This is a guest post from F-Secure fellow Kamil Janowski.
Have you ever worked on a project that aims to satisfy everyone – everyone, except for the developers who have to develop it?
On one hand you want to create something that looks nice and fast, so that the product can attract new customers. On the other hand, you have to support Internet Explorer 6. Once you accept the fact that your front-end code will not look as fancy as you wish it did, you still keep telling yourself that at least the back-end will be okay. And that’s the moment when they tell you that the whole server side of the application is written either in Java 5 or 6, depending on the module, and there’s no way you can upgrade the Java version because there’s one customer that refuses to upgrade his ancient version of Tomcat. You try to open your project in Intellij Idea, since your company provided you with a license for it. But it turns out that the project needs to be built by an in-house customised version of Ant and Idea simply doesn’t support it. But the in-house customised 3-year-old Eclipse does. So you try to implement a new feature. Then you find out that the whole application is based on an in-house developed framework that is not documented anywhere. And – best of all – nobody has updated it for the past 5 years.
If this isn’t the first project you’ve ever worked on, this exact moment when you probably begin to realize that your job is not exactly what you were promised.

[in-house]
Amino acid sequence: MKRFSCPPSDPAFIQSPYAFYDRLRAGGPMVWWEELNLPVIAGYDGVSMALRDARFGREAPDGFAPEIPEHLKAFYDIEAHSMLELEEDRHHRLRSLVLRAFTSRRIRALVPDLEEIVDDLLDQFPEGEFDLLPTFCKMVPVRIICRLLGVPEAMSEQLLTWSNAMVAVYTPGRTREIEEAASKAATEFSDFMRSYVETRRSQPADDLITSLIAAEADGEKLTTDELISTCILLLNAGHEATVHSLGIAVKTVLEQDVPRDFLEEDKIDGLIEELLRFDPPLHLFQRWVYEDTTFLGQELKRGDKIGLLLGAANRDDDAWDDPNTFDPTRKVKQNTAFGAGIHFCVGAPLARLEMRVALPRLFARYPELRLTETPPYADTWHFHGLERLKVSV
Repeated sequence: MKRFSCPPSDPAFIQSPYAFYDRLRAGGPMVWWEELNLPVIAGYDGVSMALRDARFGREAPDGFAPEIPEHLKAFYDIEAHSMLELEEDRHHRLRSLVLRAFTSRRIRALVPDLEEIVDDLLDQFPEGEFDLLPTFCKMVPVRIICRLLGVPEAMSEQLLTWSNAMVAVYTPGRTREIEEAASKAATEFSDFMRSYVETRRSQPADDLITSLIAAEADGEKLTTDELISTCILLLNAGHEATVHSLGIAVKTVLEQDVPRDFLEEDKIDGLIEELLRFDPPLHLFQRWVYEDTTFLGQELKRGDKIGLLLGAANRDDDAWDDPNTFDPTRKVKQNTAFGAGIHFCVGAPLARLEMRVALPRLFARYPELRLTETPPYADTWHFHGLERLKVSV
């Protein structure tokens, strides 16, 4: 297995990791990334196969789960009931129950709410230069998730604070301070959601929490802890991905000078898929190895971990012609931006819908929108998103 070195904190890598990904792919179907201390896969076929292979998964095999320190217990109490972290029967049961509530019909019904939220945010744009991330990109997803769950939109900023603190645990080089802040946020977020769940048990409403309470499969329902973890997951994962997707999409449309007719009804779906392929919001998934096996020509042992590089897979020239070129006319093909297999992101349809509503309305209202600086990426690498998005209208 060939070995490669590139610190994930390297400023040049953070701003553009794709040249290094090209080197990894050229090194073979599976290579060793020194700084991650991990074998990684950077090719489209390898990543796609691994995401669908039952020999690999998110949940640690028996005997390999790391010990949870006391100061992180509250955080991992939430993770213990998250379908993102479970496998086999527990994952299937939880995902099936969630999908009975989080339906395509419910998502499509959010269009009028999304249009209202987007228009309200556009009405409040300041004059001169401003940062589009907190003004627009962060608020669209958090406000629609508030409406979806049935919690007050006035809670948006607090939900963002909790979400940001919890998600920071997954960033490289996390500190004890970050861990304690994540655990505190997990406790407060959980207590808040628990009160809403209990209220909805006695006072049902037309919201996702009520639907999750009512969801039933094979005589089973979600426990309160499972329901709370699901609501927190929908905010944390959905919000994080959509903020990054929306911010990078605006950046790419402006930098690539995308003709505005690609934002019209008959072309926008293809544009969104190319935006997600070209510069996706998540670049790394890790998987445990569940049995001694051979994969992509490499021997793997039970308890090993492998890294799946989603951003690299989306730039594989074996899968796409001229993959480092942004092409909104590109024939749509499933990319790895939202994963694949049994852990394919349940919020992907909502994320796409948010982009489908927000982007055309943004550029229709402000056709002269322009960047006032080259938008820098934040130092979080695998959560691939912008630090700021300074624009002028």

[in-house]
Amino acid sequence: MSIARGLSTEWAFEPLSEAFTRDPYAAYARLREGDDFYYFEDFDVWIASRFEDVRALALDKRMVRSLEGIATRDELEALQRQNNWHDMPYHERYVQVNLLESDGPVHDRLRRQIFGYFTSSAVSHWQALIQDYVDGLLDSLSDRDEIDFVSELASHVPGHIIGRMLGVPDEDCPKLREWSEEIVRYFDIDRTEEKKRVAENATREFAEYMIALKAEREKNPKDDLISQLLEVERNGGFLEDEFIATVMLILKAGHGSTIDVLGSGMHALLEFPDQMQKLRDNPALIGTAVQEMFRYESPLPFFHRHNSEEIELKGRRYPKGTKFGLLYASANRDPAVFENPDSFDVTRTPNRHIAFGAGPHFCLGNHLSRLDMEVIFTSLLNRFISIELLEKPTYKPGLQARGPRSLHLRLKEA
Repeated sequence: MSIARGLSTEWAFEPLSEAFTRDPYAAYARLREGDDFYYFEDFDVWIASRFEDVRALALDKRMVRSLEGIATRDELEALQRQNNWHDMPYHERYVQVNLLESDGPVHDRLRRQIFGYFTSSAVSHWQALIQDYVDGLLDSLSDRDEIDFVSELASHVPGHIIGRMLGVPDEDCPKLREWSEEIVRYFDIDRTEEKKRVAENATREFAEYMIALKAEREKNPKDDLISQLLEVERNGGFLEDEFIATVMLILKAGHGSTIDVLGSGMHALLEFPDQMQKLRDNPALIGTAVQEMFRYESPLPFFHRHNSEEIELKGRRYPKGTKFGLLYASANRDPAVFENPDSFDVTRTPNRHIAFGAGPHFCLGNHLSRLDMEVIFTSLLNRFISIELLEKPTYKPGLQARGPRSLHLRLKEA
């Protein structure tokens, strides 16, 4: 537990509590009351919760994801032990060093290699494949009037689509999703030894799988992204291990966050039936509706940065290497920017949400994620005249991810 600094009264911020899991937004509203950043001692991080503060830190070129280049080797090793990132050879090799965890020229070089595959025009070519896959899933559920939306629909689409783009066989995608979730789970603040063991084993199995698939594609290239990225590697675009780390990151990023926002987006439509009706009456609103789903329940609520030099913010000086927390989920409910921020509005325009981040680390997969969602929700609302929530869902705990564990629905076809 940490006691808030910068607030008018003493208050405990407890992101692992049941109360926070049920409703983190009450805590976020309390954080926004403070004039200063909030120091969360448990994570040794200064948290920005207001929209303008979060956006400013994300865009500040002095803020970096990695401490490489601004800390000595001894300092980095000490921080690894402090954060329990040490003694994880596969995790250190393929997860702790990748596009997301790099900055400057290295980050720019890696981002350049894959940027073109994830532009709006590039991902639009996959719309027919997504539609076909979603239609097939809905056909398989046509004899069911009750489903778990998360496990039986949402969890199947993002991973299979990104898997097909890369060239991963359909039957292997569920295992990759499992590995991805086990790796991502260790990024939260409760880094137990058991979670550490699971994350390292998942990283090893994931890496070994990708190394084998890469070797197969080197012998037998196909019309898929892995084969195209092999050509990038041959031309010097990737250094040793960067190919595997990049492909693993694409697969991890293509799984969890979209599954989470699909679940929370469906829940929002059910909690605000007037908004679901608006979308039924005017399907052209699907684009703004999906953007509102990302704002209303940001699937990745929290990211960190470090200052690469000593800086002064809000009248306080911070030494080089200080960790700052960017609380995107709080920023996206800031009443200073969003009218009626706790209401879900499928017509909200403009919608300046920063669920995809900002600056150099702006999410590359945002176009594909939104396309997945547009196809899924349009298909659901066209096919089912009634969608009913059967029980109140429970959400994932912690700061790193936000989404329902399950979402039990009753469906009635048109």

You might be surprised how easy it is to find a project where the legacy solutions kill the project slowly, as more and more developers just refuse to work on it. It’s almost harder to find a project that that doesn’t end this way.
I love coding. I always knew I would study IT even before I went to high school. It always feels amazing to create something from nothing. However though each new creation not only satisfies, it also generates the hunger for more. Your customers want to receive the product faster and you also want to create more and faster. While the “more” part is fairly simple to achieve, the “faster” is a challenge. “Faster” requires you to constantly extend your knowledge and reach out for new, better technologies. Unfortunately, in order to be able to do so, you usually have to apply for a job at some start-up company, what is not necessarily an optimal solution for everyone.
F-Secure is different, though. At F-Secure, people realise that some things get old and that certain solutions that were pretty good several years ago might aren’t the best options anymore.
At F-Secure, you’re not limited to development that involves an 8-year-old version of Tomcat or a extremely old Internet Explorer or a single IDE. If you can prove that a certain new solution is better, you can make it happen.
F-Secure allows me to really enjoy the programming the way I did when I was just a beginner and had no idea about realities of the IT world whatsoever. Utopias obviously don’t exist, but F-Secure, which keeps getting listed among the top 10 employers in Finland, gets pretty close. And I, as a developer, can really tell the difference.
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